November 27, 2000
Theater Review Rockhopper Dance Theatre weds energy with style
by Katherine Bond
That's how an audience in nuptialwear responded to Rockhopper Dance Theatre's exuberant performance of "The Wedding Game" in the Cedarcrest Auditorium Nov. 18. The second of Duvall's Arts Onstage series, the program took a whimsical look at love and relationships.
The show opened with dancers flinging themselves over a sofa on their way to true happiness (while one dancer is eaten by the cushions). I'll have to admit that the mix-and-match gender pairings, as the story unfolded, were a stretch for traditional me - but art is meant to provoke dialogue, n'est-ce pas?
The most poignant number was "This-That," danced exquisitely by Lynn Carpenter, who curled her body through and around the legs of a bench, then up onto the seat, moving herself into positions that were simply impossible.
The loneliness she was able to convey solely with her shoulder blades was breathtaking.
As for timing, these Rockhoppers could patent it. If you weren't there, you missed "Always a Bridesmaid," beginning with one engaged bridesmaid admiring her ring while she waits for the bouquet to be thrown her way. Enter from stage left: one silver catcher's mitt, followed by the rest of the bridesmaid wearing it. The other mitt-clad maids enter in a cluster and vie for the title of Most-Likely-To-Marry-Next. This brought back memories of my brother-in-law's wedding. Okay, I didn't exactly LUNGE for the bouquet, just positioned myself appropriately. (And I WAS the next one married.)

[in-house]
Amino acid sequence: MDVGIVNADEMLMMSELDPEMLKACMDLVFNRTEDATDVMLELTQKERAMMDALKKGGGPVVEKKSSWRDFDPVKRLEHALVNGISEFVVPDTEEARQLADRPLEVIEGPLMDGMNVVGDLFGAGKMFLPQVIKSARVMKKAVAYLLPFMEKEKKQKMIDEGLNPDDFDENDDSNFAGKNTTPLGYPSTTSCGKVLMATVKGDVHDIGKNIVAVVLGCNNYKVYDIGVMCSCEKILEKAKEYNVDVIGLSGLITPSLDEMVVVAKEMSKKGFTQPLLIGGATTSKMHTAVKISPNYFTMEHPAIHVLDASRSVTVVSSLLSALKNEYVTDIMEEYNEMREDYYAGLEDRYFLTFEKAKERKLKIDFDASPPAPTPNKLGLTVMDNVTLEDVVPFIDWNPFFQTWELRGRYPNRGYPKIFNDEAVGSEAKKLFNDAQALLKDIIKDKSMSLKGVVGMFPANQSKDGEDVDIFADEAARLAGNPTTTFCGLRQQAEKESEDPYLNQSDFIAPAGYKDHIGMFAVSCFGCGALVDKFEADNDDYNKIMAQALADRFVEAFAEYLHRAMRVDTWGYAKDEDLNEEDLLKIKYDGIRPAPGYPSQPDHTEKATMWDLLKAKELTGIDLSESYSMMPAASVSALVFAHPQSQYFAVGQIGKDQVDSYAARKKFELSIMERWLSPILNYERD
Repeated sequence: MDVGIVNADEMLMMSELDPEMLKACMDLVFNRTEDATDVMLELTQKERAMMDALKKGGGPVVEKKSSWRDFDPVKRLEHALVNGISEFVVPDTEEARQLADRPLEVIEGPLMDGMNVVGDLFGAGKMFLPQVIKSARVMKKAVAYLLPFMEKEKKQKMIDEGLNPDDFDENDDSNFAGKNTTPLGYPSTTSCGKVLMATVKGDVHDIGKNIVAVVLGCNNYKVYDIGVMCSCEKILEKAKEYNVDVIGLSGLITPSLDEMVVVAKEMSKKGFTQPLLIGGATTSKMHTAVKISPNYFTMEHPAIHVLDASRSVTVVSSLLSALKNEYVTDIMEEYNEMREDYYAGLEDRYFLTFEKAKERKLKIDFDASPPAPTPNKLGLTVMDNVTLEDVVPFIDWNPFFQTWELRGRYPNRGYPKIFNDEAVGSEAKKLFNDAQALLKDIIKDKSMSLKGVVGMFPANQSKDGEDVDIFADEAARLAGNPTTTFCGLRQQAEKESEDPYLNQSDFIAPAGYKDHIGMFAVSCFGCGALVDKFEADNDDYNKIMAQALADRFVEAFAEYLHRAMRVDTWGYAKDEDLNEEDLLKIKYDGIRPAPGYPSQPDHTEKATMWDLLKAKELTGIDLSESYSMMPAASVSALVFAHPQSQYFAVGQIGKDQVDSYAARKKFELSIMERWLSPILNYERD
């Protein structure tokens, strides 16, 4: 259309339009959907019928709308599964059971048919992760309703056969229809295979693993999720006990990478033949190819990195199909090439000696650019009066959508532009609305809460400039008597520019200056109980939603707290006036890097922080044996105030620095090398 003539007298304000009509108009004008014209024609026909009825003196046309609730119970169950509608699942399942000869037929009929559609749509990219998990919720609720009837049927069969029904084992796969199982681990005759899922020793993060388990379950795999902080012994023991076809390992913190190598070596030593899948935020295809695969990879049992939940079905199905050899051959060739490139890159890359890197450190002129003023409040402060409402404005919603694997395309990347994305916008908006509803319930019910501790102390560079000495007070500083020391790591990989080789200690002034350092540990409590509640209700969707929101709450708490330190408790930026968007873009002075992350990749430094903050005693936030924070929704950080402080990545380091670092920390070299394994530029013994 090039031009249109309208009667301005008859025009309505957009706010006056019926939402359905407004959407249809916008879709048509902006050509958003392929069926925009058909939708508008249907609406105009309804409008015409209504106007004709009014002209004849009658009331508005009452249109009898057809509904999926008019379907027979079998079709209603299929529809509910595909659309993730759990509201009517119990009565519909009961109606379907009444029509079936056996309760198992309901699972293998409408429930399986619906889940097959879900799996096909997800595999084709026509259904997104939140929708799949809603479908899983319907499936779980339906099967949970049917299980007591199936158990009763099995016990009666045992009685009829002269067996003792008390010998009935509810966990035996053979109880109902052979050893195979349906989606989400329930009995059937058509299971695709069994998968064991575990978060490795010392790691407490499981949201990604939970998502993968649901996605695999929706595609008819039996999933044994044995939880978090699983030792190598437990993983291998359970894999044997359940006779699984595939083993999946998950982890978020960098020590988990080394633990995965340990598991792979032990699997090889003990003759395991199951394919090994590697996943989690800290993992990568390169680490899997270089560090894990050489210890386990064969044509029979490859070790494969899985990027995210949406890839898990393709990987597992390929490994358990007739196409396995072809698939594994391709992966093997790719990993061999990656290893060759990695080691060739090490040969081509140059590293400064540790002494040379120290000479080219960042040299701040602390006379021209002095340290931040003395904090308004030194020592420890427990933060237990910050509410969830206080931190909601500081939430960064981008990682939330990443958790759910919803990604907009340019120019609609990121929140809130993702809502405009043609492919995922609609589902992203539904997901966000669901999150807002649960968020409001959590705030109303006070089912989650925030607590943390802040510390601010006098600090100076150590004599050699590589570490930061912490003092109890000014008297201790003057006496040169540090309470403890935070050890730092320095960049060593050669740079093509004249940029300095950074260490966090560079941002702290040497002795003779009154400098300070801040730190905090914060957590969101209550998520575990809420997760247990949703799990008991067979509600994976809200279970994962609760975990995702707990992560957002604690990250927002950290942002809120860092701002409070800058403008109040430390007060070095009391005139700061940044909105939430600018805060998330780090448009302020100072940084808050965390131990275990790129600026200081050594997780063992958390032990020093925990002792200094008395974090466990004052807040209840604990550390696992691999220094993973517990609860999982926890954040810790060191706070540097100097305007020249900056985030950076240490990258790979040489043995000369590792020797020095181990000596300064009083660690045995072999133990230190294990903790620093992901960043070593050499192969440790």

The music was eclectic, featuring everything from Vivaldi to Nat King Cole.
One musical smile was the Benzedrine Monks with the plainsong version of "If You Want My Body."
Speaking of music, what was up with the sound system? Was that their tapes or our amplifiers? It sounded as if someone was sprinkling sand on the microphones. Would a school levy fix that? It's a shame to have such a professional performance marred by poor sound quality.
But the dancers made the best of it all the way to their frenzied finale, "A Night For Toasting," which I'd have called, "Waltz of the Toasters." (Andy and I received an abundance of tea kettles, as I remember.)
Don't miss December 10, when the Northwest Boychoir presents "A Festival of Lessons and Carols" at 7 p.m. Tickets are available at Pumps & Grinds, Gardens & SunSpaces, Duvall Books, and Simply Grand.